Over the rest of our 90 minutes, we soak in dozens of highlights. We visit the handsome lobby of the Palmer House, where Johns doles out advice on how to incorporate hotel magnate Potter Palmer’s role in the development of State Street. We analyze the exterior of the old Marshall Field’s building, which was constructed in multiple sections.

While cutting through the inside of the department store, I ask Johns if she’s ever left a guest behind. “I heard a story about one docent who lost someone right here,” she says, pointing to the cosmetics area. “The woman decided to get her face done at the makeup counter.”

The tour ends at the Cultural Center. Johns points out inscriptions in various languages along the walls of Preston Bradley Hall. But then my attention fades. I stare out at the lake. This is unfortunate. Because before I leave, the CAF asks me if I’d like to give a portion of the tour to a group of docents myself. And this building is my assignment.

Two weeks later, at the Palmer House Hilton, I meet another group of four docents who are learning the new tour. Joining us is Leslie Clark Lewis, a stylishly dressed woman who will judge our performances. If the docents nail this, they have one more hurdle: a full one-on-one tour with a trainer.

Me, I’m doing this for fun. Still, as we take turns giving the opening greeting, I start feeling a little intimidated. One longtime guide, Tom Carmichael, is wearing a pin that proclaims him “Outstanding Docent 2017.”

Tina Feldstein, a commercial real estate broker, bravely kicks things off. But her attempt to use the peacock insignias around the interior of the Palmer House as a point of interest falls flat. “I’d ditch that part,” Lewis says. Lucky for Feldman, today doesn’t count. “I’m still trying to find my theme,” she admits.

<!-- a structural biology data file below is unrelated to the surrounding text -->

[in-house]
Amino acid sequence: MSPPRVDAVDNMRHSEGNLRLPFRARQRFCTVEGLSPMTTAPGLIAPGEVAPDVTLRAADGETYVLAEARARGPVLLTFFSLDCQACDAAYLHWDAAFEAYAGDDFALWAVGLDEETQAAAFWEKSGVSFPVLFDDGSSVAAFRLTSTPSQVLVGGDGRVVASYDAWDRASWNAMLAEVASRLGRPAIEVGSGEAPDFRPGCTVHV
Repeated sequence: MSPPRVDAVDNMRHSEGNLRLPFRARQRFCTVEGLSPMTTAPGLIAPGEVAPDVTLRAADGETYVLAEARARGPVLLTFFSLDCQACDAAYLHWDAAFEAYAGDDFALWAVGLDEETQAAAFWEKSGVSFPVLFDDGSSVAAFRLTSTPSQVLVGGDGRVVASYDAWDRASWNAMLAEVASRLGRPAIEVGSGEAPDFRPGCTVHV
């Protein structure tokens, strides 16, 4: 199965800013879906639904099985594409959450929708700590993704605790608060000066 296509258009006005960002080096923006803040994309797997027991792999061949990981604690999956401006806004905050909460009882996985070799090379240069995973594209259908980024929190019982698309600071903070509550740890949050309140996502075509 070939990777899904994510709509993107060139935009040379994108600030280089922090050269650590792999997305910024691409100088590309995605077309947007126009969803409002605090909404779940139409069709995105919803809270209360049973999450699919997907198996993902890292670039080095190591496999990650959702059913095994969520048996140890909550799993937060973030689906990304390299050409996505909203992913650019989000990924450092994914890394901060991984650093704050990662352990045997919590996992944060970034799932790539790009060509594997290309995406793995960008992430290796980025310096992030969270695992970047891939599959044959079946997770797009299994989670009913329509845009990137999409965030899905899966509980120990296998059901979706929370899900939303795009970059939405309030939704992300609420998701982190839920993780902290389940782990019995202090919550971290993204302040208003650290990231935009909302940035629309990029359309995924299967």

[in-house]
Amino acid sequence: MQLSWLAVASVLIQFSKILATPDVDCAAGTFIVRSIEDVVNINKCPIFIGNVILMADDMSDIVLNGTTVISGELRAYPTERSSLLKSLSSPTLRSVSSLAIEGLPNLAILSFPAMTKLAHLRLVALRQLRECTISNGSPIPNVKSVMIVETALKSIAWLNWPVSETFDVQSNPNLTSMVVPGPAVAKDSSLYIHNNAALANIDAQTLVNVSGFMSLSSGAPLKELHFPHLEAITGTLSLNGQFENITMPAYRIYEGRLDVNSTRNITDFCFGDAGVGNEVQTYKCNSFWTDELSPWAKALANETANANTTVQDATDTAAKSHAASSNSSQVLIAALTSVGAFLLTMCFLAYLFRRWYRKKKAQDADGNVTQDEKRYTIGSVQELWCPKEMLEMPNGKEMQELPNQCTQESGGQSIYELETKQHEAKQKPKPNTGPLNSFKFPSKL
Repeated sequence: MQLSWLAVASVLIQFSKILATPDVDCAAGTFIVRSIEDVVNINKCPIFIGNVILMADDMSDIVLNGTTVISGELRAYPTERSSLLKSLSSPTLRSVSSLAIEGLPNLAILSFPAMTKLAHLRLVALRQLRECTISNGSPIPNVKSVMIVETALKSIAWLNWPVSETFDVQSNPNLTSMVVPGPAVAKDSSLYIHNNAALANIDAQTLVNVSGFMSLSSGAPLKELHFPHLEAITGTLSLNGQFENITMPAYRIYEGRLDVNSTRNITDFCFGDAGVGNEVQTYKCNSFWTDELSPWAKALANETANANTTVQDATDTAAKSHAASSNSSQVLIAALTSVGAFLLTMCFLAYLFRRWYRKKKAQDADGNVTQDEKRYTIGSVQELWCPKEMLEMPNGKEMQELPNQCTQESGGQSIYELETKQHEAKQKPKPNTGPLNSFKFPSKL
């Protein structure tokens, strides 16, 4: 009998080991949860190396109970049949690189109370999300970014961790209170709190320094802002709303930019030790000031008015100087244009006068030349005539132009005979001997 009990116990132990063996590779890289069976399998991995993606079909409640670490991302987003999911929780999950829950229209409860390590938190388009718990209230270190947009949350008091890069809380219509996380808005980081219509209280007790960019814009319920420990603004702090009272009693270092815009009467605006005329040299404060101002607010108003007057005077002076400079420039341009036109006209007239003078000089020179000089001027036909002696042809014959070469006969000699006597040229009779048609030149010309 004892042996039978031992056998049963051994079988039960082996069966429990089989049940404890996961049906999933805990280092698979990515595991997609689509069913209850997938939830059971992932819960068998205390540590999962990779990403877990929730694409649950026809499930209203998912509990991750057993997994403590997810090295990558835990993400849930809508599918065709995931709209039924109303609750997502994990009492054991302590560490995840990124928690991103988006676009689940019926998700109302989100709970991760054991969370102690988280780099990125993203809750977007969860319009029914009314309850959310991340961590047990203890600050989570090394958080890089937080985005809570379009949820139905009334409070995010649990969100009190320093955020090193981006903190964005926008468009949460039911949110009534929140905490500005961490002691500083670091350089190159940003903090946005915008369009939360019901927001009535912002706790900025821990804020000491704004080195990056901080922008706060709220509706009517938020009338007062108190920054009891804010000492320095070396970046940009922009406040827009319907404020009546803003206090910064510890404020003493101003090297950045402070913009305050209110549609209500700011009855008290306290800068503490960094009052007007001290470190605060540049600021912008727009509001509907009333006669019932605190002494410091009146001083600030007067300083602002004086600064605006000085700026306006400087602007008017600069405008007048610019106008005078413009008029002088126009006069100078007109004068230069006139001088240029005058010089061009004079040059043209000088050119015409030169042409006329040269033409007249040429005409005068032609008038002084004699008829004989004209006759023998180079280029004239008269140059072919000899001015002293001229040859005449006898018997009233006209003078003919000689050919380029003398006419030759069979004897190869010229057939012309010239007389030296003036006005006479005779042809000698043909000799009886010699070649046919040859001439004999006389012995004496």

We head to the Cultural Center. Twenty minutes later, it’s my turn. Standing on Michigan Avenue, I glance at my notes and launch into my presentation. I point to the limestone façade. I remark that this gorgeous building once served as a library—a palace for the people, indeed. I even remember to mention that my 70-year-old mother-in-law studied here when she was in college.

I’m feeling pretty damn good—that is, until a woodchipper fires up in Millennium Park. Frazzled, I bluff my way through a section about how Jane Byrne supposedly saved the building from destruction. I end with an anecdote: Amazon leaders visited Preston Bradley Hall when they were scouting Chicago for HQ2. I make what I think is a clever connection by mentioning that Montgomery Ward, the trailblazing catalog giant of yore, once had its headquarters down the block. (An admission: Violating CAF rules, I used that tale even though I had no idea if it was true.)

So how did I do?

“Well, you had some factual errors,” says Lewis. Jane Byrne had nothing to do with saving the Cultural Center. “And you did something we try not to do: You talked about the interior before we were there. But that’s OK. It was good for you to give it a shot.”

Come retirement time, it looks like I might have to consider becoming a Walmart greeter instead of a docent. It might not be as prestigious. But at least that job pays.